Tuesday, May 9, 2017

Tap Your Toes to Ragtime Women

This show is Chicago meets the Andrews Sisters, and it will have you humming along. 

Photo courtesy of Theatre Elision.

Last weekend, I saw two shows and neither had a single man on stage (unless you count a lone accompanist - but he had no speaking lines so I'll give it a pass). 

This wasn't intentional on my part, but it was striking, and it made me realize: how often does theater (or film, or books...) truly center the female experience? I mean we've all heard of the Bechdel Test, and more and more productions are working to fill the female character gap. But how often do you see a story told entirely from the perspective of women, without a single element of the male gaze around to change it? 

It's pretty rare. And that focus on untold female stories is why you should also go see Ragtime Women, running at Dreamland Arts for one more week. Like many forms of popular art, ragtime (which was popular in the early 20th century and a prelude to the jazz and blues craze of the 1940s) was (on the surface, at least) dominated by white men. As a new art form, however, ragtime presented new opportunities for women and people of color to get a foot in the door and earn some money on their artistic talents. Much like early cinema, many women and people of color capitalized on this opportunity by submitting work with pen names or sticking to work behind the scenes; through their participation, they greatly contributed to moving the art form forward. Ragtime Women follows four real-life female ragtime composers and performers who found ways to get footholds in this new world. The show loosely narrates their story in between performing many of their songs, providing a narrative to connect the clear evolution of ragtime music in between. It's an ingenious way to construct a narrative out of thin air, and although it takes some liberties with historical context, Ragtime Women gives an accessible snapshot of what many of the pressures facing women at the time who wished to have a career outside of the home, particularly in the world of popular music. 

Photo courtesy of Theatre Elision.

Jen Maren opens the show as Cora Salisbury, a renowned ragtime composer and performer who worked the vaudeville circuit in the Midwest. Maren has a spunky delivery and perfectly mimics the corny jokes of hosts of the vaudeville era. Christine Polich leads the action through the story as determined ingenue Julia Niebergall, who is inspired to get in the ragtime business after seeing Cora perform and grows by leaps and bounds throughout the show. Polich has a witty charm that is reminiscent almost of an Anne of Green Gables, and she fits her role excellently. Tara Shaefle makes a brief appearance as Gladys Yelvington, an extremely talented composer who stops working as soon as she is married. And Krin McMillen brings all social issues to a crux as May Aufderheide, the most prolific of all the artists features and the most conflicted (she leaves the business at the behest of her less successful husband). McMillen's sweet delivery really hits the conflict Aufderheide must have felt home, as she grapples with the choice between who and what she loves. It's a conflict that is far too common still today, and it's hard to see her character leave her passion behind.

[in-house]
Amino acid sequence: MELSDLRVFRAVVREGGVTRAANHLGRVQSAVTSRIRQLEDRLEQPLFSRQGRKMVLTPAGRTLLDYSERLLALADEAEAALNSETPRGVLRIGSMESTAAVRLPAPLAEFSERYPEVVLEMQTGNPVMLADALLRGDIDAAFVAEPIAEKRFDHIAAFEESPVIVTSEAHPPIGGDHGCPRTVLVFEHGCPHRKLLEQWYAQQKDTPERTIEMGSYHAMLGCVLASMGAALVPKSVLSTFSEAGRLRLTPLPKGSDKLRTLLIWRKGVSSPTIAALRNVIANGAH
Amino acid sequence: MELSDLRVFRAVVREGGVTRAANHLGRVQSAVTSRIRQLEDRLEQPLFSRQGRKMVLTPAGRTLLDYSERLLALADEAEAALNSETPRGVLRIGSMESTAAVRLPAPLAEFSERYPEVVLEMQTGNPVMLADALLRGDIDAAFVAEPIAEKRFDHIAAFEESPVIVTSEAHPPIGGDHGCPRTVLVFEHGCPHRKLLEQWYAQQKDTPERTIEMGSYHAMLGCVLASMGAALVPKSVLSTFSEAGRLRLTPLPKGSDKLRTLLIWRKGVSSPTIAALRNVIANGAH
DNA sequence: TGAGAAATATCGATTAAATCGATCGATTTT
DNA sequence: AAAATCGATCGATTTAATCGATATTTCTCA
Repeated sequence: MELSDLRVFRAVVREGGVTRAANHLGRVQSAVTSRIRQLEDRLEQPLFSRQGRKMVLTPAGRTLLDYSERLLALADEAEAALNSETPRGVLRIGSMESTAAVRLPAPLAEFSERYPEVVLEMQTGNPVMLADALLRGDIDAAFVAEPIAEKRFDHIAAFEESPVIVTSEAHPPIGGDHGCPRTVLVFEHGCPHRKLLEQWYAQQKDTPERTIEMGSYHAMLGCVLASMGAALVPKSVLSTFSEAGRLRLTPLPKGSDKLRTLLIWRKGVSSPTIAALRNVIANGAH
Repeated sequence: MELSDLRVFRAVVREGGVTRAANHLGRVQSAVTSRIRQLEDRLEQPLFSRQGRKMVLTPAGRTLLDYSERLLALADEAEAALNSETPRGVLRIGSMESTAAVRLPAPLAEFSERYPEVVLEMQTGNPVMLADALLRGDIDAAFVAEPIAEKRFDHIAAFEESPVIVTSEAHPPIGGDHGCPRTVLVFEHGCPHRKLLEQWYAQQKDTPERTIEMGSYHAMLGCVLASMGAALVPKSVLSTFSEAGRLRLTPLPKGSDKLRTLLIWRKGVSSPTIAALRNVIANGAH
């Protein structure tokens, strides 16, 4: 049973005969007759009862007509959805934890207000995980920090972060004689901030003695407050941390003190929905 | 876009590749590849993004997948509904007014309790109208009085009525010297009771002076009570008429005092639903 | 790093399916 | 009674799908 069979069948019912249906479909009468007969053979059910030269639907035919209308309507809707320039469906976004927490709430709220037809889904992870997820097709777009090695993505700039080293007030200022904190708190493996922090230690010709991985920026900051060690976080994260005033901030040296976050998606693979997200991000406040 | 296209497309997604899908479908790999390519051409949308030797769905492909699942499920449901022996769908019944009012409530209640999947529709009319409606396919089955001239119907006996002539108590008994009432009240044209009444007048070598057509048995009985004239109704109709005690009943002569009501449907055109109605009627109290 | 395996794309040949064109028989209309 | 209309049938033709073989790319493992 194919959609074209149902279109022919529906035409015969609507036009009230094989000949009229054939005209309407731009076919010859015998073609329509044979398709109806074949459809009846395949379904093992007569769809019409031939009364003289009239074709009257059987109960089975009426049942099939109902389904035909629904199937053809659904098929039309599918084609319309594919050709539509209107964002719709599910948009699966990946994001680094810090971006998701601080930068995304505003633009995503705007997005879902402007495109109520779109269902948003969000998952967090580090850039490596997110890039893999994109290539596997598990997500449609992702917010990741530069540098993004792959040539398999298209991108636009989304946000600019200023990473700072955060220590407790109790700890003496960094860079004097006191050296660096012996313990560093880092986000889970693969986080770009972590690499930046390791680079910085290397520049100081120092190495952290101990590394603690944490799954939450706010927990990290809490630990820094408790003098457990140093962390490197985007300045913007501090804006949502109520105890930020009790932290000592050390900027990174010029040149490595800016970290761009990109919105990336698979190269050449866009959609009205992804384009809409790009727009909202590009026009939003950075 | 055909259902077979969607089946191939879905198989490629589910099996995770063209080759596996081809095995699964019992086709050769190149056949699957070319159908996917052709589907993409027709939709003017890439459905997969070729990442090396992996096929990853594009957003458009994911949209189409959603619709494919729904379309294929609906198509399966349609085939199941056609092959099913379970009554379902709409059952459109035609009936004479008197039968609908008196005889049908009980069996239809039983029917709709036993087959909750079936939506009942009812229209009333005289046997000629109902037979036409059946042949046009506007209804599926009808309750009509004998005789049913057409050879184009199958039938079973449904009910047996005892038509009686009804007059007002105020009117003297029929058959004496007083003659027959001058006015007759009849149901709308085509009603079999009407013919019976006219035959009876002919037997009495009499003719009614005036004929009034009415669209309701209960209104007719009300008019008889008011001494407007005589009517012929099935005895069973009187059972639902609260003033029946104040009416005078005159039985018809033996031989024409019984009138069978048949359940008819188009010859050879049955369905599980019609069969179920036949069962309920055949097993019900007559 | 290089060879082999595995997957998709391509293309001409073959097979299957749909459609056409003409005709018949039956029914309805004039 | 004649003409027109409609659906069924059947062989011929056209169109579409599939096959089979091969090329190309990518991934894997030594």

Photo courtesy of Theatre Elision.

The set is almost nonexistent, with a simple couch, desk, and vanity piece on stage. These are used intermittently with strategic lighting and function to create far more context than you might first assume. Harrison Wade sits on stage at a piano to accompany the ladies, which gives the performance a spontaneous, authentic feel to each ragtime jam. My favorite element was the use of a projector to show old film shorts, vaudeville scenes, and to provide some historical context at the beginning and end of the show. The screen really ties the vignettes together, and it provides some great information for those who refuse to wade through the exhaustive program notes. 

Photo courtesy of Theatre Elision.

Ragtime Women is an exciting upstart performance about women who refuse to let societal standards define them. Filling in one more missing piece of history, Ragtime Women tells a vital story about female composers and performers, as well as life as a women in the Midwest at the turn of the 20th century. The show brings this history to colorful life and revisits many toe-tapping tunes you have probably never heard of. Ragtime was far more than Scott Joplin and vaudeville was more than the Orpheum circuit, although you'd never know it if you flipped through a history book. It's fascinating to learn more about these art forms, especially since they're so responsible for much of the popular entertainment we enjoy today. Ragtime Women is only running for one more week, so make sure you check it out at Dreamland Arts before it closes on May 14. You can find more information and purchase tickets by clicking on this link